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Press Release -- October 2nd, 2014
Source: Verizon

Verizon Public Sector CTO Shares Insights on Major Technologies Driving Government Transformation

Steve Lefrancois examines the adoption rate and impact of mobility, cloud, M2M and big data solutions by pioneering public sector organizations

by Kevin W. Irland

Harvard Business Review Analytic Services, last month, published “The Digital Dividend: First-Mover Advantage,” a report sponsored by Verizon Enterprise Solutions. Based on surveys of 672 global business and technology leaders from a broad range of industries, the report examines technology adoption and its impact on organizational transformation and innovation.

Within public sector, the study revealed the following.

  • 64 percent of respondents said they feel IT is an investment that drives innovation,
  • 51 percent of respondents said that cultural flexibility to adapt to new ways of doing business was holding back use of new technology,
  • 46 percent of respondents said they need the ability to envision new ways of doing things.

I recently sat down with Steve Lefrancois, the chief technology officer for Verizon Public Sector Markets, to discuss the Harvard Business Review study and key public sector technology-related findings.

Harvard Business Review (HBR) found that nearly a third of public sector respondents said they do not use cloud at all and only 16 percent use it extensively. Do you see cloud adoption in the public sector accelerating in the near future?

Steve Lefrancois (SL): Many of the factors that hindered early adoption of cloud computing within public sector have been resolved, including budget cycles, procurement and contracting, and security concerns. Many agencies at all levels of government are now actively engaged in developing cloud migration plans and identifying new and legacy applications that can be deployed in the cloud. I am particularly encouraged by the number of agreements that Verizon has signed with group purchasing organizations this year, including the Corporation for Education Network Initiatives in California, Colorado’s Statewide Internet Portal Authority, and the Unisys public cloud hosting contract with the Western States Contracting Alliance-National Association of State Procurement Officers. Overall, I would say that cloud adoption within the public sector is in the early stages and the outlook for acceleration is very positive.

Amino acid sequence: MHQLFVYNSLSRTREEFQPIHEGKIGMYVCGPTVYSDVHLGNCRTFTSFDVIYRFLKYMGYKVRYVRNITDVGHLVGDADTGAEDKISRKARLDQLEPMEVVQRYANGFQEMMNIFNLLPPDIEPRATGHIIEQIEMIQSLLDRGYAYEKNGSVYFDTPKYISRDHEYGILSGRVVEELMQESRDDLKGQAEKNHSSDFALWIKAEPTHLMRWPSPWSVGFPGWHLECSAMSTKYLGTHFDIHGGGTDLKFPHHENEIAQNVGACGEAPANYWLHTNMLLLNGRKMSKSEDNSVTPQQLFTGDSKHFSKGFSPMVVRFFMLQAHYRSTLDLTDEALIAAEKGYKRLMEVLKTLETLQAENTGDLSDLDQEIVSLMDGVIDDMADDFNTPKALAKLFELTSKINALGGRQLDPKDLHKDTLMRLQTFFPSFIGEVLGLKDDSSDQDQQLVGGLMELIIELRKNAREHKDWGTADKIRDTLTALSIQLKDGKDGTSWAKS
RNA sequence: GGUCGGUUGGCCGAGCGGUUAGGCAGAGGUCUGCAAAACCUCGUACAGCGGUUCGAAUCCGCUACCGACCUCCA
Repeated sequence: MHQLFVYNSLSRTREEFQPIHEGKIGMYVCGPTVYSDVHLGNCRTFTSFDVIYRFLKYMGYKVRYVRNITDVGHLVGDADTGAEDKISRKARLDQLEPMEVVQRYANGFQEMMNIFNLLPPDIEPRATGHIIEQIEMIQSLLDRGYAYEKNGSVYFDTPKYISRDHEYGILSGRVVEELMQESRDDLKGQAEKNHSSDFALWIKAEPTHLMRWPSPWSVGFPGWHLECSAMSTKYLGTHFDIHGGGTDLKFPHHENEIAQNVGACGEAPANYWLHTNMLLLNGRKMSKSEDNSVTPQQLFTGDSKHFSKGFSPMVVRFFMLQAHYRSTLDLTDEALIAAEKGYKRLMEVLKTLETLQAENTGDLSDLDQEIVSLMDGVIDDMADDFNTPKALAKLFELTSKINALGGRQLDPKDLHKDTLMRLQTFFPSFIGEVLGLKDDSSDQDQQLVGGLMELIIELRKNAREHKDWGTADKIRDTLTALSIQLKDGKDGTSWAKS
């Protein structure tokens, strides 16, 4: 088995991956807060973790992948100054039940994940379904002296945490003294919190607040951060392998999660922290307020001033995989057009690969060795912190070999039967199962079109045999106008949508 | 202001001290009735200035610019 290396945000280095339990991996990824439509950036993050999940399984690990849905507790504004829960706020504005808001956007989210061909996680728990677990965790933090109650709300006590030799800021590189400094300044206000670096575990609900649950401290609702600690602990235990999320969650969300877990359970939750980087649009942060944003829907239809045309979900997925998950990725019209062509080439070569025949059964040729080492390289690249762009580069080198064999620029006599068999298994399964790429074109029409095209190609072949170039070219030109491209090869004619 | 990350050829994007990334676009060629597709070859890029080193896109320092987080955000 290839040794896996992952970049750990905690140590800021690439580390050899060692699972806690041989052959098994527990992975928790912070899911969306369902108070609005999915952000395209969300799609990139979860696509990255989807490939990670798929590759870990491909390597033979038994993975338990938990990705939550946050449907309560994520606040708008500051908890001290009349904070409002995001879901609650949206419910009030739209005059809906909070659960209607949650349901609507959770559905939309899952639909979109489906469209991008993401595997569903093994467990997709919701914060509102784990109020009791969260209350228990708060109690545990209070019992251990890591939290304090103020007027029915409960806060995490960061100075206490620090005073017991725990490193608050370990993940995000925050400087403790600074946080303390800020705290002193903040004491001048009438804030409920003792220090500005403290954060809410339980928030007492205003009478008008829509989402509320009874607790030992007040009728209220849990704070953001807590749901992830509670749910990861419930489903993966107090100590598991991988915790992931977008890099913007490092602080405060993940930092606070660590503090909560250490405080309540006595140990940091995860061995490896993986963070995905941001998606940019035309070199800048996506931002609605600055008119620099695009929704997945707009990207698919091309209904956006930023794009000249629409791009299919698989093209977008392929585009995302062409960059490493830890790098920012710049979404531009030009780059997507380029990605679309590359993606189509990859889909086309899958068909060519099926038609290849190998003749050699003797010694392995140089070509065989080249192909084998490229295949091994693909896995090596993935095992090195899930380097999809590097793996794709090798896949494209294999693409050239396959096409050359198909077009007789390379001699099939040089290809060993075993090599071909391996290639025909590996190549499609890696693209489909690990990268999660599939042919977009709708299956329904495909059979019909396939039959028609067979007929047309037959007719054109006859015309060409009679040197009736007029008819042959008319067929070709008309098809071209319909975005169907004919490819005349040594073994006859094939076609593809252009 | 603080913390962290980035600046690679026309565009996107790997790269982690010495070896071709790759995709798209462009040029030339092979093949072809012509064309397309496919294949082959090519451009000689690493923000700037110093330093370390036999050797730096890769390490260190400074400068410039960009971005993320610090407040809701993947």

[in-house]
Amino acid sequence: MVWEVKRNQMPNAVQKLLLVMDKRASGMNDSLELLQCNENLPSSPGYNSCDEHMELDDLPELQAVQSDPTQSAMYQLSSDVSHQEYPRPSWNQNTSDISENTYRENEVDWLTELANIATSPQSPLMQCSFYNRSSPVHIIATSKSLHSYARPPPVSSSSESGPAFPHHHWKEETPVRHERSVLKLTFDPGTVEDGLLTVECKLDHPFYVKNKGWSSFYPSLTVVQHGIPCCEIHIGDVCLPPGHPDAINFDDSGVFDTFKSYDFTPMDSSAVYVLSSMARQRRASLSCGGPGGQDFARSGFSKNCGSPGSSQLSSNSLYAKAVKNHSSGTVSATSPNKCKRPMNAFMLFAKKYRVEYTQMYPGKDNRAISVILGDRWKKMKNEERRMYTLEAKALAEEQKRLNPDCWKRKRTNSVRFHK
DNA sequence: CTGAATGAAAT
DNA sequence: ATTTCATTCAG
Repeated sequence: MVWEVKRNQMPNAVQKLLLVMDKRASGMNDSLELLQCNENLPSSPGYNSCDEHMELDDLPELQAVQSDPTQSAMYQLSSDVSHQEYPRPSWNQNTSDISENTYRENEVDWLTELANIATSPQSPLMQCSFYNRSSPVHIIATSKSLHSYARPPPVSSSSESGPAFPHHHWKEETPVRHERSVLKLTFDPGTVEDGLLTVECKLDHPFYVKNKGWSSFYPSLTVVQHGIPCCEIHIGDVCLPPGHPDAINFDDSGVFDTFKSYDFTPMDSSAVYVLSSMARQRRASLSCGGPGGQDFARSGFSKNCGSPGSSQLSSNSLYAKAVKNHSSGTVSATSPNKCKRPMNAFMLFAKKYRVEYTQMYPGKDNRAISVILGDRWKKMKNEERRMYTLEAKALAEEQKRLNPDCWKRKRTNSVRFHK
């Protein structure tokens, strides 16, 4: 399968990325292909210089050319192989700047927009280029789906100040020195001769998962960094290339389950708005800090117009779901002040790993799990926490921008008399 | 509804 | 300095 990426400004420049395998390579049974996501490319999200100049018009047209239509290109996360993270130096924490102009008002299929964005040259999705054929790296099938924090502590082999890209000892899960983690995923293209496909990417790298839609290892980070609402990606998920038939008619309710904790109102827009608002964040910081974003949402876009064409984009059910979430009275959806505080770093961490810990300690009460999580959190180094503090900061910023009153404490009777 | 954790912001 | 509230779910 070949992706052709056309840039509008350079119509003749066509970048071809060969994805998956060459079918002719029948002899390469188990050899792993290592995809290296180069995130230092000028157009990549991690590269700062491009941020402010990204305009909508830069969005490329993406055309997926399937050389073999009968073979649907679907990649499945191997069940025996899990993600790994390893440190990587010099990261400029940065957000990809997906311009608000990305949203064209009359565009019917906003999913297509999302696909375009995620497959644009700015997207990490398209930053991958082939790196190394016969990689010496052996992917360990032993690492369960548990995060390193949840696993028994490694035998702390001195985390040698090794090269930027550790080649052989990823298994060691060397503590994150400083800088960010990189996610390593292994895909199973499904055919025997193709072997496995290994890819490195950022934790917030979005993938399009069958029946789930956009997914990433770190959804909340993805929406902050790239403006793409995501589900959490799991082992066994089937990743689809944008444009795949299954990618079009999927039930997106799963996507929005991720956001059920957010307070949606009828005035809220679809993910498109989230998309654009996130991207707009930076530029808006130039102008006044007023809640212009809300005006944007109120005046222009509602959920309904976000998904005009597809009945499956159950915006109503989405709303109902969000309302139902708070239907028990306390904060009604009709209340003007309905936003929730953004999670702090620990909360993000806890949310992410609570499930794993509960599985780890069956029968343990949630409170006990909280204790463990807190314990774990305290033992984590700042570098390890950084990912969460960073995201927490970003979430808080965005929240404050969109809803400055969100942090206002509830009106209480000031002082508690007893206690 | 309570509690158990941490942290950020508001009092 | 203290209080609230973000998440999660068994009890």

Were you surprised by the mobile adoption data revealed in the report? Is mobility a growth area for public sector?

SL: While adoption of mobility across public sector tracks very closely to that of all industries (94 percent vs. 96 percent), only 41 percent of public sector respondents (versus 61 percent for all industries) indicate they use the technology extensively. This result is not very surprising when one considers how mobility has typically been used within public sector. You have mobile support for executive-level employees and those who are mobile, you have teleworking programs (particularly at the federal level) and then there are education and public safety deployments.

Mobility is another technology growth area for public sector, especially as public sector organizations figure out how to fund broad-based mobility programs, and identify ways of reengineering business processes and citizen engagement models.

According to HBR, fewer than half of public sector respondents use machine-to-machine at all and 21 percent of those using it said they didn’t know what impact it was having on operations. What public sector applications make sense for machine-to-machine technology?

SL: This technology, also referred to as M2M or the Internet of Things, has a multitude of applications within public sector. We are already seeing strong adoption of solutions, such as those for fleet and traffic management, energy and building management, Smart City initiatives and even environmental monitoring. As the technology continues to mature and sensors are embedded into more and more devices, the application for M2M will continue to expand. This technology has great potential to automate previously manual processes and drive efficiency and employee productivity improvements within public sector workforces.

The HBR study revealed that only 13 percent of public sector respondents said their organization makes extensive use of advanced analytics, compared to an average of 31 percent of all survey respondents. What is the potential for big data and analytics services in the public sector?

SL: The potential of big data and analytics is one that I personally find the most interesting. From a technology perspective, it involves the integration of powerful IP and wireless networks, cloud computing, and M2M. From a data perspective, it entails the gathering, sharing and analysis of data, that in many cases was previously kept in organizational silos, and creating actionable intelligence. The possibilities are endless, ranging from the discovery of effective disease treatment regimes, and uncovering fraud, waste and abuse, to creating new student curricula and combatting crime before it even occurs. This industry is still nascent and one for which the future has not been written.

Download “The Digital Dividend: First-Mover Advantage” to learn more about public sector technology adoption trends.

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